How to check your credit score and credit report
How to check your credit score and credit report
Checking your credit report and score is important for everyone, not just for those with good credit. In fact, if your credit is less-than-perfect, it’s even more important to keep an eye on it.
By regularly checking your credit report and your score, you can make sure all the information is correct and up-to-date. Knowing what’s in your credit report will help you stay on top of your finances, make more informed decisions, and take steps to improve your credit score.
Does it hurt your credit score to check your own credit? No. This is known as a soft inquiry or a soft pull and it has no impact on your credit score.
How to check your credit score
Your credit score is based on the information in your credit report, including your payment history, the amount of debt you owe, how long you’ve been using credit, new or recent credit, and the types of credit used. FICO® is the most widely used score, but there are other credit scoring companies. Scores may vary slightly from one company to the next.
You can check your credit score through your bank or credit union, online services, some credit card issuers, and certain nonprofit organizations, often for free. Here are five places to start.
1. Major credit bureaus. You can access your credit score by creating accounts with Experian, TransUnion, and Equifax. Check with each credit bureau to see if they offer a free or paid score based on your report.
2. Your bank or credit union. Many financial institutions will check their customers’ credit scores for free.
3. Free credit score website. Some online sites will provide a free credit score if you create an account. The companies may also offer a paid subscription with additional information, features, and benefits.
4. Credit card issuer or lender. Many credit card companies and lenders provide a free credit score to their customers. Ask any of your lenders if they offer this information for free, how often it's available, and if you automatically get it every month or if you need to request it.
5. Nonprofit credit counselor. Many organizations offer credit counseling at no charge. In addition to helping you access your credit score, credit counselors can answer questions about your credit, budgeting, bankruptcy, managing debt, and more.
Checking your credit report
Use free credit check services to monitor how your financial decisions are impacting your credit score. By law, each of the three major credit bureaus (Equifax, Experian, and TransUnion) are required to give you a free credit report every 12 months if you ask for it.
Your credit report will show your personal financial information, including your bill payment history, every time you've borrowed money, current debt, bankruptcy history, and any lawsuit records. In most cases, your credit report won't include your credit score.
When you get your report, carefully look it over. Is it accurate, including your Social Security number, address, accounts, and loans? Do you see any signs of identity theft? If you see a mistake on the report, you need to fix it right away. Start by reaching out to the credit bureau responsible for the report you're disputing and the company that provided the incorrect information.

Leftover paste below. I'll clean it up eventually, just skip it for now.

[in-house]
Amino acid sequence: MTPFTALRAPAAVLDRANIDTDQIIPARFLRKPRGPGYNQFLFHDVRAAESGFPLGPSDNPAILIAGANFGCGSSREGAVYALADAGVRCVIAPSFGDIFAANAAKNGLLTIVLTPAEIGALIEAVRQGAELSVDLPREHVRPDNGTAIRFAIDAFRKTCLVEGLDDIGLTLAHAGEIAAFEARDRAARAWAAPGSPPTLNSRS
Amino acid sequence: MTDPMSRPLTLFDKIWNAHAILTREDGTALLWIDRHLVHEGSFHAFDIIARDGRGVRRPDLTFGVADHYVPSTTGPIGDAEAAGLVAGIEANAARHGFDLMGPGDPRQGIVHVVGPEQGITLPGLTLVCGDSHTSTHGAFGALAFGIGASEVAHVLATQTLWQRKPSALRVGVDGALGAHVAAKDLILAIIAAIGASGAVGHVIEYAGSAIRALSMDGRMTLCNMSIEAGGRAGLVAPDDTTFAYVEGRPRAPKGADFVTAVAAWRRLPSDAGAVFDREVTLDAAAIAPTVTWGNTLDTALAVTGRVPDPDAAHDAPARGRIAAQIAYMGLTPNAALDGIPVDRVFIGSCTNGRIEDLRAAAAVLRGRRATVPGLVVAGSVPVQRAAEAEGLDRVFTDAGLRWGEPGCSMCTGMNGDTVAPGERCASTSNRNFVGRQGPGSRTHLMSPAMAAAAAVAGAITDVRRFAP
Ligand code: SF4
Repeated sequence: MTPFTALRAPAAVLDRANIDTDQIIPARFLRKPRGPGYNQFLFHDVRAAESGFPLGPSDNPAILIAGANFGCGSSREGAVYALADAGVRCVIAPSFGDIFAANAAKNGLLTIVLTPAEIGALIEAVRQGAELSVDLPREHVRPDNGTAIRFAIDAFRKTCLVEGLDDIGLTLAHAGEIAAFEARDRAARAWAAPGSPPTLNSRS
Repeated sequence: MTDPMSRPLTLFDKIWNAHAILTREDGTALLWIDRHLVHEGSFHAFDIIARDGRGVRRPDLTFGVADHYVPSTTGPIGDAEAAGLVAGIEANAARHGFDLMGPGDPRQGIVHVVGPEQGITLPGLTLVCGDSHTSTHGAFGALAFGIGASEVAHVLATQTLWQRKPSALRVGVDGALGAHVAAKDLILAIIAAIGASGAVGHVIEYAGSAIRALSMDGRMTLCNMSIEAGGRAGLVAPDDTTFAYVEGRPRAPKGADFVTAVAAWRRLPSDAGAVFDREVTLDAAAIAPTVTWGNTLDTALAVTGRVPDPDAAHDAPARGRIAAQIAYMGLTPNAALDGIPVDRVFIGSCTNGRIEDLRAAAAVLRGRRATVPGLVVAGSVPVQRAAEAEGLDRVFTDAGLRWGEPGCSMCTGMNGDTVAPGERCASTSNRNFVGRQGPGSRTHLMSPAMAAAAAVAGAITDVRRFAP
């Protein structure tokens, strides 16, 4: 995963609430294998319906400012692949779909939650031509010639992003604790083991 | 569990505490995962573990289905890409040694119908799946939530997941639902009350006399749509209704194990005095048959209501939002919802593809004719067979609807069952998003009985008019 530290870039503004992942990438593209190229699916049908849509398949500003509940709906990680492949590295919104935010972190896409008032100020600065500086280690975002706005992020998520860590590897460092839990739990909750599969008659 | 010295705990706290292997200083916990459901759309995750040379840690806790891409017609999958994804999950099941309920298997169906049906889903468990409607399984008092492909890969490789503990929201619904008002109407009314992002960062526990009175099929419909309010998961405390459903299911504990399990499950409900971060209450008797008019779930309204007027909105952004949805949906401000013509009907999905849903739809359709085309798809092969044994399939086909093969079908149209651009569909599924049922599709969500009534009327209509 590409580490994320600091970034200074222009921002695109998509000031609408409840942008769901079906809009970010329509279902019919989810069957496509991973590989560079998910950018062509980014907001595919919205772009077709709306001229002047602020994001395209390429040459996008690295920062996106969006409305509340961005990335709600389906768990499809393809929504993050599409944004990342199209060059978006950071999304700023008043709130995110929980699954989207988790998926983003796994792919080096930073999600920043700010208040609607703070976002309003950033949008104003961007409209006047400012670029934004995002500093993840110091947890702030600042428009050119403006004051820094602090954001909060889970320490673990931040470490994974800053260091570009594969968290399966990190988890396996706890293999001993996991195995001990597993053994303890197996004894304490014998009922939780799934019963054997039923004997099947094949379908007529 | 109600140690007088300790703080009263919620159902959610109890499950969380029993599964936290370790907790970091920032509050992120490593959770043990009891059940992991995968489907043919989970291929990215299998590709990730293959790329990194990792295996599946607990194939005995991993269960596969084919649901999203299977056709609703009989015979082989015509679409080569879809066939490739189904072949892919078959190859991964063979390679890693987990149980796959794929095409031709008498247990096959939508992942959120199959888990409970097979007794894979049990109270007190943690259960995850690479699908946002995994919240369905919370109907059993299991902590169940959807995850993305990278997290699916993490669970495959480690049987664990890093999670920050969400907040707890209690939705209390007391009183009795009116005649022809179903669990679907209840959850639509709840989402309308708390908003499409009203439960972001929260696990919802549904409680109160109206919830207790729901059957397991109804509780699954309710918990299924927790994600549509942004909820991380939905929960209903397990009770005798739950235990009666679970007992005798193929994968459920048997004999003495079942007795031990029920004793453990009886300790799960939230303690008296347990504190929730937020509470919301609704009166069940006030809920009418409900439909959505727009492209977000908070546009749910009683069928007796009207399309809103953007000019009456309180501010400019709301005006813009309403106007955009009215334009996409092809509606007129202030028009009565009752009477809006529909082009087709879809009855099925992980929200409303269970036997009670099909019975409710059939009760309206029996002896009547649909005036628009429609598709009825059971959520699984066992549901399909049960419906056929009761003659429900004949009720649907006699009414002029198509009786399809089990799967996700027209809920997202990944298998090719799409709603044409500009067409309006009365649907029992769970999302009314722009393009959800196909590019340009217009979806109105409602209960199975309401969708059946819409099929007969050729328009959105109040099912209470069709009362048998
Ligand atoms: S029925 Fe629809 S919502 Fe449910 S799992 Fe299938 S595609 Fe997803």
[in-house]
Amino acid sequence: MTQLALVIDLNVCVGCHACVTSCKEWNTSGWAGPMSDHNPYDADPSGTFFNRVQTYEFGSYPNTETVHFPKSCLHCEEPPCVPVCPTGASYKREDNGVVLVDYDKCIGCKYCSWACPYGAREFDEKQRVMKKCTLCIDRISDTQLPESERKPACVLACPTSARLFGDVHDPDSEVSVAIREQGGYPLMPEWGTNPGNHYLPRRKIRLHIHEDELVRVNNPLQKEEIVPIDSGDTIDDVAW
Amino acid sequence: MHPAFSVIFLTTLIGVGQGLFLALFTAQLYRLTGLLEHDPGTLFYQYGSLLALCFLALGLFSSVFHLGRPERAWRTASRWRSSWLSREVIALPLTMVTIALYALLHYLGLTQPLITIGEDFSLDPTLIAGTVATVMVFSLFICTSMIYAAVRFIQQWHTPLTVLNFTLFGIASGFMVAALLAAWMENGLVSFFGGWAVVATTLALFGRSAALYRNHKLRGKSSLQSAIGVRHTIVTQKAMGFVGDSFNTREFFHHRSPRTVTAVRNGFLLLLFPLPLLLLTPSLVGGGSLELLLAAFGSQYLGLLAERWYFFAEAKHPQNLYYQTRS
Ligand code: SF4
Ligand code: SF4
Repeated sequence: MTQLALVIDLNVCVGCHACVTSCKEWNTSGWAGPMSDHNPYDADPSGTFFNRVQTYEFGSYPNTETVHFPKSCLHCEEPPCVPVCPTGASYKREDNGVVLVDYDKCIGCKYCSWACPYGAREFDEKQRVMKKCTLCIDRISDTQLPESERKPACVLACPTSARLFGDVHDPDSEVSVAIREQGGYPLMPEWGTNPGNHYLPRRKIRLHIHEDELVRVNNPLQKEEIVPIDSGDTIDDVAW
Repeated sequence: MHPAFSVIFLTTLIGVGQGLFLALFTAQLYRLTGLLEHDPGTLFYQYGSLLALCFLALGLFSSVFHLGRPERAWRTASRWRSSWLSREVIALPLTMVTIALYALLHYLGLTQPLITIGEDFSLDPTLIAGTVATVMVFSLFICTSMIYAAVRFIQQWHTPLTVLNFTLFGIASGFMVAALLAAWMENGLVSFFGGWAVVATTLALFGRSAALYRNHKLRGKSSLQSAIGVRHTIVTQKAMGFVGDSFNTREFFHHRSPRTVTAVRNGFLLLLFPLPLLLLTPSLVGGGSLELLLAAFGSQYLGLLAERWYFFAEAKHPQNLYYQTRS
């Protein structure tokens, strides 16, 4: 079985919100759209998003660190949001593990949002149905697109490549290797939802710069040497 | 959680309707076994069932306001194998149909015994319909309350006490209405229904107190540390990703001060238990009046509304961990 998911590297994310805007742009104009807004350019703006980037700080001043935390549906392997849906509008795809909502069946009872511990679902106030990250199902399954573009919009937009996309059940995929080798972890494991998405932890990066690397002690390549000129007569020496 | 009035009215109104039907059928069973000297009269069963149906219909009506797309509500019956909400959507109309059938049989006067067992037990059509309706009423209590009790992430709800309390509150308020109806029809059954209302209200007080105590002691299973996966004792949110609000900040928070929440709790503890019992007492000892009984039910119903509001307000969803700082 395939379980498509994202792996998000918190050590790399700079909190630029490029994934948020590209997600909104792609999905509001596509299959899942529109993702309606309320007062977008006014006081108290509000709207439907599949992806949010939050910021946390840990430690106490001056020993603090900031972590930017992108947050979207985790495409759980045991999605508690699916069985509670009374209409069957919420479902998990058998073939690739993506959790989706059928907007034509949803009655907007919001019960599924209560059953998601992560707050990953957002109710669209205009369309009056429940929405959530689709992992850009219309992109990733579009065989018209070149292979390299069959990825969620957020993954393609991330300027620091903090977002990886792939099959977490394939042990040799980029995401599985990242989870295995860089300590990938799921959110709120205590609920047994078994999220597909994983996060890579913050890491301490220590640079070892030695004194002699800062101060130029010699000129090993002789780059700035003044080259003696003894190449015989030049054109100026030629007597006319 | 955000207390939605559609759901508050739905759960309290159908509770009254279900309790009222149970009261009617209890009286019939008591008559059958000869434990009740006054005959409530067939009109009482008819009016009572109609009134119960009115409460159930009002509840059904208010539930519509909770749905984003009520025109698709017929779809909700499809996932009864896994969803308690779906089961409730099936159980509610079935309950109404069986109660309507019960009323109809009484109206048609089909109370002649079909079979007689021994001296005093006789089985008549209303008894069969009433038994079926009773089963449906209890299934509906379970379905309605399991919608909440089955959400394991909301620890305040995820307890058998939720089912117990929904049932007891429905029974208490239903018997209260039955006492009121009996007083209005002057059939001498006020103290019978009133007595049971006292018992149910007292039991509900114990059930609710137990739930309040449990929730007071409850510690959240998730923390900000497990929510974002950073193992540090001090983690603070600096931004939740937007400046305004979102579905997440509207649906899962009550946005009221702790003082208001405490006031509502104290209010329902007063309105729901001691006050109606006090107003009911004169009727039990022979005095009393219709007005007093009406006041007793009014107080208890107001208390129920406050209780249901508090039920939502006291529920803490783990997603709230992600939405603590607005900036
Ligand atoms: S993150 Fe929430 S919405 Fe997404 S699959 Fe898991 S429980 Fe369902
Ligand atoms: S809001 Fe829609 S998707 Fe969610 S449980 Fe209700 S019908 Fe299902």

Will checking my credit hurt my credit score?
Remember, checking your own credit won't affect your score. This is a type of soft inquiry or soft pull, which isn’t visible to potential lenders when they view your credit report.
However, when a lender or credit card company asks to review your credit history in connection with a credit application (a hard inquiry or hard pull), it can potentially lower your credit score. The request for credit information remains on your report for up to two years.
You likely won’t see much of a dip from a single hard inquiry, but several in a short time can cause more damage to your score. That’s because trying to open several new accounts in a short time could suggest you’re struggling financially. However, most credit-scoring systems give consumers a window of time, typically from 14 to 45 days, to rate shop for a mortgage or auto loan. During this period, all hard credit checks for the same type of loan count as a single inquiry.
Caring for your credit
Accessing your credit information has never been easier. So, take that important first step by asking for your free credit report and your credit score. By understanding your credit score and credit report, you can take control of your financial future and make sure you are making the best decisions for your financial health.
Remember, you don't have to figure all this out alone. There are many resources ready to help you.
If less-than-perfect credit is keeping you from getting what you need now, Snap Finance can help. Snap offers lease-to-own financing for all credit types.(1)
Learn how Snap can help you shop now and pay later.
The advertised service is a lease-to-own agreement provided by Snap RTO LLC. Lease-to-own financing is not available to residents of Minnesota, New Jersey and Wisconsin.
(1) While no credit history is required, Snap obtains information from consumer reporting agencies in connection with the lease-to-own application. Not all applicants are approved.